i. In such cases, we will treat the market value of the trading stock on the date of appropriation, as income at that juncture. Any gain, which is arrived at after deducting expenses, will then be subject to tax, while any loss is allowed as a deduction. 

ii. This proposed amendment is necessary to protect our revenues. Without this amendment, there would be revenue loss from deductions claimed by the taxpayer when the asset was held as trading stock, whereas any gain on the subsequent disposal of the asset will be treated as capital in nature and not subject to tax in Singapore. We do not have capital gains tax.

b. Conversely, non-trade or capital assets may become trading stock. For example, a property developer may choose not to hold its investment property and redevelops it for sale. 

i. When the redeveloped property is subsequently sold, the gains are computed and subject to income tax. The proposed amendments provide that in computing such gains, the cost of the trading stock is its market value on the date the asset, in this instance the investment property, becomes trading stock. 

c. Clauses 3, 20, 21, 27 and 61 of the Bill provide for these amendments that pertain to clarification of our tax rules for the purposes where trading stock is appropriated for non-trade or capital purposes and vice versa.

11. Second, we will facilitate IRAS’ effectiveness when it administers public schemes. 

a. Over the past two years, we have introduced and enhanced many support measures – including the Jobs Support Scheme and the Jobs Growth Incentive – to help businesses and workers.

b. IRAS has stepped up to support this effort by centralising and taking on the business disbursement functions for 9 such schemes, which will be added to the Ninth Schedule of the Act.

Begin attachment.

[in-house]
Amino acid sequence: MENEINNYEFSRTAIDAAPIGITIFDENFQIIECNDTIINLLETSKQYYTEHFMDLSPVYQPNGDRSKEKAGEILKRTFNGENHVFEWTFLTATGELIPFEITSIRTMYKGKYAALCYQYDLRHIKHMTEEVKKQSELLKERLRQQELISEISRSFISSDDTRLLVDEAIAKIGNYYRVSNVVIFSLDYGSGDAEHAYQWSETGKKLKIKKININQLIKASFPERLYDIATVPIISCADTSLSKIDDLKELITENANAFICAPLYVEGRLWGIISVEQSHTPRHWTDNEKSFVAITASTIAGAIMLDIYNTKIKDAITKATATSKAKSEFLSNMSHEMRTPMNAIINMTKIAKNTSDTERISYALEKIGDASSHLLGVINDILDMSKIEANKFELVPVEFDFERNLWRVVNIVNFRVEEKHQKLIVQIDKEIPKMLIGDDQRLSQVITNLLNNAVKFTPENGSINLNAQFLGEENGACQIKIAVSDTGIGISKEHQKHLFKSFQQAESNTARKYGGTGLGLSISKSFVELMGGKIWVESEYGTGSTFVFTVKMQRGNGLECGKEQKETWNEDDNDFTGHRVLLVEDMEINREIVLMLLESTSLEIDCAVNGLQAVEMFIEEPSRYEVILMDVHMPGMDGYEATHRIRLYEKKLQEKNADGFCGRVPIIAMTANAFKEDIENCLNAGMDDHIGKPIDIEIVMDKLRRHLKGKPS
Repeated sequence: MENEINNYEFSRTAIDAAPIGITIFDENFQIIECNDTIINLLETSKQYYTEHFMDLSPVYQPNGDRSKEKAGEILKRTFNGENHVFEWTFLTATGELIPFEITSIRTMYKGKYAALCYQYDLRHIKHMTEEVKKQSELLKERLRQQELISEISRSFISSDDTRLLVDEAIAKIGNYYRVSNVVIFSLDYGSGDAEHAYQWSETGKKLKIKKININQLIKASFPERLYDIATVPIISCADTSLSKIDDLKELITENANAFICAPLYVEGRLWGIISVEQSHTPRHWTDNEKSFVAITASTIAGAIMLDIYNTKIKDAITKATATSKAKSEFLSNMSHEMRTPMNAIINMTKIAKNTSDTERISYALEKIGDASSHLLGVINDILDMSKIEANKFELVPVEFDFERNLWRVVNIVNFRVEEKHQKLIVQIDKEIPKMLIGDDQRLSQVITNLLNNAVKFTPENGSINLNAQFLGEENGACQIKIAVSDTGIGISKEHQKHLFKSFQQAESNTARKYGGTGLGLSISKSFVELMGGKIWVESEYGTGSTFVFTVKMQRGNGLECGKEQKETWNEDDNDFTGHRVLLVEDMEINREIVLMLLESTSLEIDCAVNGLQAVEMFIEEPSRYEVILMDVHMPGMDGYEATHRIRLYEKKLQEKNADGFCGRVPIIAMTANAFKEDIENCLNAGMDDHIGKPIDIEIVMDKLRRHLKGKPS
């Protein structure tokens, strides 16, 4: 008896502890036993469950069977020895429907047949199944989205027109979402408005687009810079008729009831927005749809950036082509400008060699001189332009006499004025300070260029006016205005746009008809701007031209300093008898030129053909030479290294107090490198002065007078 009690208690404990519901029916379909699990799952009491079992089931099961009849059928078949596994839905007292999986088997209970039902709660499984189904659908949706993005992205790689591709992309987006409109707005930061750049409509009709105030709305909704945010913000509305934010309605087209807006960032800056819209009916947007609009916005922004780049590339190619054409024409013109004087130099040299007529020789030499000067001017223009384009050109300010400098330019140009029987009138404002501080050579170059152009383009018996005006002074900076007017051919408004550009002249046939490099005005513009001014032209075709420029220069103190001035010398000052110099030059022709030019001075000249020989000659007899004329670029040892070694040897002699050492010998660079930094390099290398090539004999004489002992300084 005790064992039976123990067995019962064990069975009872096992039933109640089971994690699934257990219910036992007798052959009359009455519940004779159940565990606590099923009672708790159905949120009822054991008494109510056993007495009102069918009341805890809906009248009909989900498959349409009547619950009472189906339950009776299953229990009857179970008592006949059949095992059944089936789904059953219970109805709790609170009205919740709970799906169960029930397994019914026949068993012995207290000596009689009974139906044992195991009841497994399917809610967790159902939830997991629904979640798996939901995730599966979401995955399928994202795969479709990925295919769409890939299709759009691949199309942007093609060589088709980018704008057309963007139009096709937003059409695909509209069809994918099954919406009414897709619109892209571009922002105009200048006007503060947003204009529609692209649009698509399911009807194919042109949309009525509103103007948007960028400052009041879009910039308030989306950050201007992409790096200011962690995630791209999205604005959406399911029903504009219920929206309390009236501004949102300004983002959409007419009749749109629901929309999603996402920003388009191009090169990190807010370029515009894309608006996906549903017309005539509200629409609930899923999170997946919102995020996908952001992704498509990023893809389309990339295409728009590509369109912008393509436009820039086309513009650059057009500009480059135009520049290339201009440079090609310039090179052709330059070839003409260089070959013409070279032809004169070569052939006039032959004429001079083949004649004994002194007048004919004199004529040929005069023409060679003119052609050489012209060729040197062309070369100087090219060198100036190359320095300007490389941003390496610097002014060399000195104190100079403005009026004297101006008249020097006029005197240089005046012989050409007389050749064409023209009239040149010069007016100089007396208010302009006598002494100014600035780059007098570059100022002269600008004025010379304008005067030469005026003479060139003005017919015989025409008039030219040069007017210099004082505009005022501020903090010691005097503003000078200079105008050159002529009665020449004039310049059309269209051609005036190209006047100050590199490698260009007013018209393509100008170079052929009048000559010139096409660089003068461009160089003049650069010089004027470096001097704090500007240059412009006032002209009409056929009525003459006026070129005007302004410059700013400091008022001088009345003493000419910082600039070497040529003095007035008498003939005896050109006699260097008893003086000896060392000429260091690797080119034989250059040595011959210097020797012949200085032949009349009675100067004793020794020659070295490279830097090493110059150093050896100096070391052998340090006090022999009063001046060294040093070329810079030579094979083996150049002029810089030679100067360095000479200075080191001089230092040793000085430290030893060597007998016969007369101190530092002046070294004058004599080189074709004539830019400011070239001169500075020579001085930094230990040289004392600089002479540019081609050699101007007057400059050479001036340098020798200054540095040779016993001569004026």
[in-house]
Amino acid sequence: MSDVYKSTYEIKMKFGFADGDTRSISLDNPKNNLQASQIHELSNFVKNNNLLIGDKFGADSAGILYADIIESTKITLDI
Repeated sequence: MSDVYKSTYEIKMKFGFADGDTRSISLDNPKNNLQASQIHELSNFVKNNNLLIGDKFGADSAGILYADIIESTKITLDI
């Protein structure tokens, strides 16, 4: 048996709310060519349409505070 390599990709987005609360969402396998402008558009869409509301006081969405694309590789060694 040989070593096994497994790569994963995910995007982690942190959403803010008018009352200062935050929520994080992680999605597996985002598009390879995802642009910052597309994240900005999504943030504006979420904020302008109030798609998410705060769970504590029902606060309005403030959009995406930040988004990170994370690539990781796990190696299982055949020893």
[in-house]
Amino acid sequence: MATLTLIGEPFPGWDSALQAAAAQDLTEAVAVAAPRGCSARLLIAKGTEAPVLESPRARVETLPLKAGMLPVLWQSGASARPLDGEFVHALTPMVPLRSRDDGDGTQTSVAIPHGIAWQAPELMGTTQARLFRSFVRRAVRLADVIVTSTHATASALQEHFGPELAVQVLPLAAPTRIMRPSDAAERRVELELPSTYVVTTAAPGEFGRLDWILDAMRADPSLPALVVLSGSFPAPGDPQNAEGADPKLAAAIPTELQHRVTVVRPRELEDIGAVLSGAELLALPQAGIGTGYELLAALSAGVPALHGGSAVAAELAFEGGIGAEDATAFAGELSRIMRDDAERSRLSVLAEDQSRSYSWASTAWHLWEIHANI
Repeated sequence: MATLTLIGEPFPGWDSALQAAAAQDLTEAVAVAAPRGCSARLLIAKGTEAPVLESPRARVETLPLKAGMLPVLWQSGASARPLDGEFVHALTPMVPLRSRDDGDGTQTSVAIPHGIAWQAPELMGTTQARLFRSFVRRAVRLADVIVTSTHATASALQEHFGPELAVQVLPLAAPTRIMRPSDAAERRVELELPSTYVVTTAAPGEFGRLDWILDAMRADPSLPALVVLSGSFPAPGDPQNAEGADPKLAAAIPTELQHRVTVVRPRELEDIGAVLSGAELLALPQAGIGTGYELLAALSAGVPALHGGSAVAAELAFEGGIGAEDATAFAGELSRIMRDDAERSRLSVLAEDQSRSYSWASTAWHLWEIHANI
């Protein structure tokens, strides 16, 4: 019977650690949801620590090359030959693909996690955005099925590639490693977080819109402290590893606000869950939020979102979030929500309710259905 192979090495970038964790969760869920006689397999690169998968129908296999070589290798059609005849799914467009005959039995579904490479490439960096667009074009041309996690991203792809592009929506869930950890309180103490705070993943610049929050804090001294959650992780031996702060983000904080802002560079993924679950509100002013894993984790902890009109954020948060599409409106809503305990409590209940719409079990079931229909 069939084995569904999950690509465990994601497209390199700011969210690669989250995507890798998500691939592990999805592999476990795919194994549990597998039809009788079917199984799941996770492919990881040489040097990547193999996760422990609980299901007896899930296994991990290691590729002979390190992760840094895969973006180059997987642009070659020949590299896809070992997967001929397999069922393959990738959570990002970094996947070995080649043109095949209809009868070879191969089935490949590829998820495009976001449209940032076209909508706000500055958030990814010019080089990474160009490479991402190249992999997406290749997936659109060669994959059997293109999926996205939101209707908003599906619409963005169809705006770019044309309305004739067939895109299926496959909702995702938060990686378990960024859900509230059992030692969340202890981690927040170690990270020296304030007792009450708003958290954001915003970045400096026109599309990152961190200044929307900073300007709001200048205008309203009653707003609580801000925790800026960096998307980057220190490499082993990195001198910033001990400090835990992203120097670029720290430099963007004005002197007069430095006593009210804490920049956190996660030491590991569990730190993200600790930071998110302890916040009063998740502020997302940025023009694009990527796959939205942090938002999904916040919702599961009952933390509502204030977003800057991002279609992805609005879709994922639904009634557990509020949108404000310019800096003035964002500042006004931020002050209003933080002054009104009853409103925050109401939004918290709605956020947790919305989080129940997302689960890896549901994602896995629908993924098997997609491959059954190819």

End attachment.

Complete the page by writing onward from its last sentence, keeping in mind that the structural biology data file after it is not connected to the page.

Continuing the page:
c. As part of the quality assurance process to ensure that public schemes are administered as intended, such as disbursing the correct amount of payments to eligible firms, IRAS needs to work with external auditors to check and audit its scheme allotment.  

d. This includes checking against income tax data to verify a company’s eligibility for public schemes, for example, whether it is an SME.

12. As the Income Tax Act restricts the disclosure of protected income tax data to non-public servants including external auditors, this amendment will allow persons authorised by the CEO of IRAS access to selected income tax data and documents, appropriately safeguarded, for the sole purpose of auditing the administration of public schemes. 

13. Safeguards are provided for in the Bill, to ensure the proper usage of such tax data  

a. In particular the Comptroller of Income Tax will be able to restrict the extent of information that needs to be made available to the authorised persons.
b. Authorised persons who are granted access to the protected data will be prohibited from copying or retaining the data, or disclosing the information to other parties. 

14. In addition, to protect data privacy, identifiers will be masked before any data is released to auditors under this provision. 

15. As a related amendment, we will also amend the Goods and Services Tax Act (“GST Act”) to allow access to Goods and Services Tax information to persons authorised by the CEO of IRAS to audit the administration of public schemes. 

16. Clauses 2 and 57 of the Bill provide for these amendments.

17. Third, a protection of informers provision will be included, similar to the provision in legislation like the Customs Act and the Cybersecurity Act 2018. 

a. This amendment protects informers by prohibiting witnesses in court (who might be the informers themselves) from disclosing information that may lead to the discovery of an informer’s identity and thus encourages informers to step forward with information that will enable more effective tax enforcement.

b. Related amendments will be made to the GST Act, Property Tax Act, Stamp Duties Act, Betting and Sweepstake Duties Act, Private Lotteries Act and Estate Duty Act.

c. Clauses 50, 55 to 60 of the Bill provide for these amendments. 

18. Mdm Deputy Speaker, I beg to move.